Joseph Aglialoro – Saxophone
Jerome Ashby – French Horn
Leo Ball – Trumpet
Evelyn Blakey – Vocalist
Henry F. Bloch – Bass/Conductor
Arthur A. Bloom – Clarinet/Copyist
George J. Gaber – Drums/Conductor
May K. Harrow – Piano
Roger Hartman – Saxophone
Herman B. Jenkins – Trumpet
Ralph Kessler – Piano/Arranger
Charles Macey – Guitar
Beverly Mann – Harp
Earl May – Bass
Marjorie Neal – Cello
Ronald W. Noll – Piano
Edward L. Ross – Accordion
John Sbano – Saxophone
Edward N. Scott – Piano
Dan Shilling – Drums
Paul Swain – Saxophone
Rudy (Harry) Tepel – Saxophone
Eleanor Waalen – Violin
Jerome Ashby, 51, a French hornist who joined Local 802 in 1974, died on Dec. 26.
Mr. Ashby earned a chair with the New York Philharmonic in 1979 and served as associate principal horn as well as principal Wagner tuba.
A native of Charleston, South Carolina, he attended the High School of Performing Arts in New York and then Juilliard. Mr. Ashby was an active recitalist and chamber musician and served on the faculties of Juilliard, the Curtis Institute, the Aspen Music Festival School and the Manhattan School of Music, where he was a founding teacher of the school’s graduate program in orchestral performance.
He is survived by his wife Patricia, mother Miriam, daughters Elizabeth, Juanita, Violeta and Melody, and grandson Jerome.
See President Landolfi’s tribute to Mr. Ashby, and Wilmer Wise’s letter in this issue.
Leo Ball, 80, a trumpeter and a Local 802 member since 1959, died on Dec. 15.
Mr. Ball’s musical career in New York City began when he arrived here following Navy service in World War II. He played with Xavier Cugat, Billy May and Perez Prado, and was musical director for Paul Anka.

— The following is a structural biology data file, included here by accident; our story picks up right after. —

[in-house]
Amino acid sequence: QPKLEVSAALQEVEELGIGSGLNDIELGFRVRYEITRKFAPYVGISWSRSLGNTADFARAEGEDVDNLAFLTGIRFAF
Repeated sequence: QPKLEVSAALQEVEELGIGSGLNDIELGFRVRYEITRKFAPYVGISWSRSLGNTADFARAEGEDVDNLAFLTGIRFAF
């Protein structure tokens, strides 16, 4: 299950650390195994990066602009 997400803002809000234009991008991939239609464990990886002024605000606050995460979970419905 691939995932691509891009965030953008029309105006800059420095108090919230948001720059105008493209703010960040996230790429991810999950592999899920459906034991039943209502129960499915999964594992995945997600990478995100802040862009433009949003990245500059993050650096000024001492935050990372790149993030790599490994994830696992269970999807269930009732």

Mr. Ball went on to become one of the city’s better-known trumpet players and was a familiar figure at jazz clubs and other venues. In a profile in the July 2006 issue of Allegro, he was interviewed by Bill Crow and talked openly of his life and career. Allegro also frequently published profiles written by Mr. Ball, who enjoyed interviewing some of his own heroes, including Joe Bennett, Chris Griffin, Marty Napoleon, Bucky Pizzarelli, Joe Wilder, Lew Anderson, Joe Temperley and Bobby Pring.
For 20 years, Mr. Ball served as the administrator of Local 802’s payroll service, Legit 802.
Present at his memorial service was his former wife, jazz singer Nancy Marano, with whom he maintained a close relationship. Other performers included Gene Bertoncini, Marty Bound, Barry Bryson, Jerry Dodgion, John Mosca, Carlene Ray, Ali Ryerson, Joe Temperly, Richie Vitalie and Jack Wilkins. 802 Recording Vice President Bill Dennison praised Mr. Ball’s contributions to the union, his ever-present smile and good humor, and his courage in continuing his work and making others feel comfortable as he faced his terminal illness, describing Leo as a “mensch.”
Besides his former wife Nancy, Mr. Ball is survived by his brother Charles, daughters Joanna Ball and Sondra Sherman, son Ben Ochart and five grandchildren.